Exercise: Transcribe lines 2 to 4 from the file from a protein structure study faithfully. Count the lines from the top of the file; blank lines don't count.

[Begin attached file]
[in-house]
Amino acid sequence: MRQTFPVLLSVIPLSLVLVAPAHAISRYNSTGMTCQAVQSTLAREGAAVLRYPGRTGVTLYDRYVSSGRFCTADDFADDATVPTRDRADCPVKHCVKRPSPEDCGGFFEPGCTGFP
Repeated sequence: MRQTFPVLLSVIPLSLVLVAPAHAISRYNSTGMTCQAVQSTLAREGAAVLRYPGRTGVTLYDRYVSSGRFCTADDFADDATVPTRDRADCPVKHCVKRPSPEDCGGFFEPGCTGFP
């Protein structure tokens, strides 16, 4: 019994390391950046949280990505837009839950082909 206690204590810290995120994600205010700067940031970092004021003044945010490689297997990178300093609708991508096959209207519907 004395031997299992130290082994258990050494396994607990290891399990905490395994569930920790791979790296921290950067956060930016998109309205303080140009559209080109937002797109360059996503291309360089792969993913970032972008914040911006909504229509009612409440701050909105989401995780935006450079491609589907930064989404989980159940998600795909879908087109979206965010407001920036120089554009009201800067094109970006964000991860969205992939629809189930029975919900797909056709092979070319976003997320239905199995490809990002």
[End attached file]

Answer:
Amino acid sequence: MRQTFPVLLSVIPLSLVLVAPAHAISRYNSTGMTCQAVQSTLAREGAAVLRYPGRTGVTLYDRYVSSGRFCTADDFADDATVPTRDRADCPVKHCVKRPSPEDCGGFFEPGCTGFP
Repeated sequence: MRQTFPVLLSVIPLSLVLVAPAHAISRYNSTGMTCQAVQSTLAREGAAVLRYPGRTGVTLYDRYVSSGRFCTADDFADDATVPTRDRADCPVKHCVKRPSPEDCGGFFEPGCTGFP
């Protein structure tokens, strides 16, 4: 019994390391950046949280990505837009839950082909 206690204590810290995120994600205010700067940031970092004021003044945010490689297997990178300093609708991508096959209207519907 004395031997299992130290082994258990050494396994607990290891399990905490395994569930920790791979790296921290950067956060930016998109309205303080140009559209080109937002797109360059996503291309360089792969993913970032972008914040911006909504229509009612409440701050909105989401995780935006450079491609589907930064989404989980159940998600795909879908087109979206965010407001920036120089554009009201800067094109970006964000991860969205992939629809189930029975919900797909056709092979070319976003997320239905199995490809990002």